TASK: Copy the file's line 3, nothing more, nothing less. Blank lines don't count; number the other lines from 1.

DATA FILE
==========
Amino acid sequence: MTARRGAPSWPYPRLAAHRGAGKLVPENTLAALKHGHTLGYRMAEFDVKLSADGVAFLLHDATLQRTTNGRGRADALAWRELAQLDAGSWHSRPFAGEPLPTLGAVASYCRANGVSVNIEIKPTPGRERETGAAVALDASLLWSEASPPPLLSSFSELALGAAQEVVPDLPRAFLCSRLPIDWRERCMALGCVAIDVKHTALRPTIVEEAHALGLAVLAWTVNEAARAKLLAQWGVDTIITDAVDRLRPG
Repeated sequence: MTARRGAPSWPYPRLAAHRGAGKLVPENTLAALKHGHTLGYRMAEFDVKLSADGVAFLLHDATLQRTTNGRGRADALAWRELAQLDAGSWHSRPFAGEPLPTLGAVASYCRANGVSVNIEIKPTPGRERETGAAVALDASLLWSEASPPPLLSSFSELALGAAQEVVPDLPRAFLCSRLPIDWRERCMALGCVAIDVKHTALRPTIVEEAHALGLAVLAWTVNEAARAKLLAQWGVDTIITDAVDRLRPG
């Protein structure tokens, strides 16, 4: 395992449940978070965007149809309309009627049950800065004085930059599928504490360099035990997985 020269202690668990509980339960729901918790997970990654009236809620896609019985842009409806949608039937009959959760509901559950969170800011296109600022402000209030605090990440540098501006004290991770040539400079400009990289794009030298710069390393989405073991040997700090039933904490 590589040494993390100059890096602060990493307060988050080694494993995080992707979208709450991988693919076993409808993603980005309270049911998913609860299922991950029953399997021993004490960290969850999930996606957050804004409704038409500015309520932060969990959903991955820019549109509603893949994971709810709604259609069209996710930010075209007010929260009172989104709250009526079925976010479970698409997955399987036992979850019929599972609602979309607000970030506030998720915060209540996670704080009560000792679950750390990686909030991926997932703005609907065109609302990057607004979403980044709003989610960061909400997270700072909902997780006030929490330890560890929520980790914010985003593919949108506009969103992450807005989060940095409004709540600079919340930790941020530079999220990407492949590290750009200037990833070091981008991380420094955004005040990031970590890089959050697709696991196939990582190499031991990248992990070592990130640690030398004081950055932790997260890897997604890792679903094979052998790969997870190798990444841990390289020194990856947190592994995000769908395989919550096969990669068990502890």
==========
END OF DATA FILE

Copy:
């Protein structure tokens, strides 16, 4: 395992449940978070965007149809309309009627049950800065004085930059599928504490360099035990997985 020269202690668990509980339960729901918790997970990654009236809620896609019985842009409806949608039937009959959760509901559950969170800011296109600022402000209030605090990440540098501006004290991770040539400079400009990289794009030298710069390393989405073991040997700090039933904490 590589040494993390100059890096602060990493307060988050080694494993995080992707979208709450991988693919076993409808993603980005309270049911998913609860299922991950029953399997021993004490960290969850999930996606957050804004409704038409500015309520932060969990959903991955820019549109509603893949994971709810709604259609069209996710930010075209007010929260009172989104709250009526079925976010479970698409997955399987036992979850019929599972609602979309607000970030506030998720915060209540996670704080009560000792679950750390990686909030991926997932703005609907065109609302990057607004979403980044709003989610960061909400997270700072909902997780006030929490330890560890929520980790914010985003593919949108506009969103992450807005989060940095409004709540600079919340930790941020530079999220990407492949590290750009200037990833070091981008991380420094955004005040990031970590890089959050697709696991196939990582190499031991990248992990070592990130640690030398004081950055932790997260890897997604890792679903094979052998790969997870190798990444841990390289020194990856947190592994995000769908395989919550096969990669068990502890």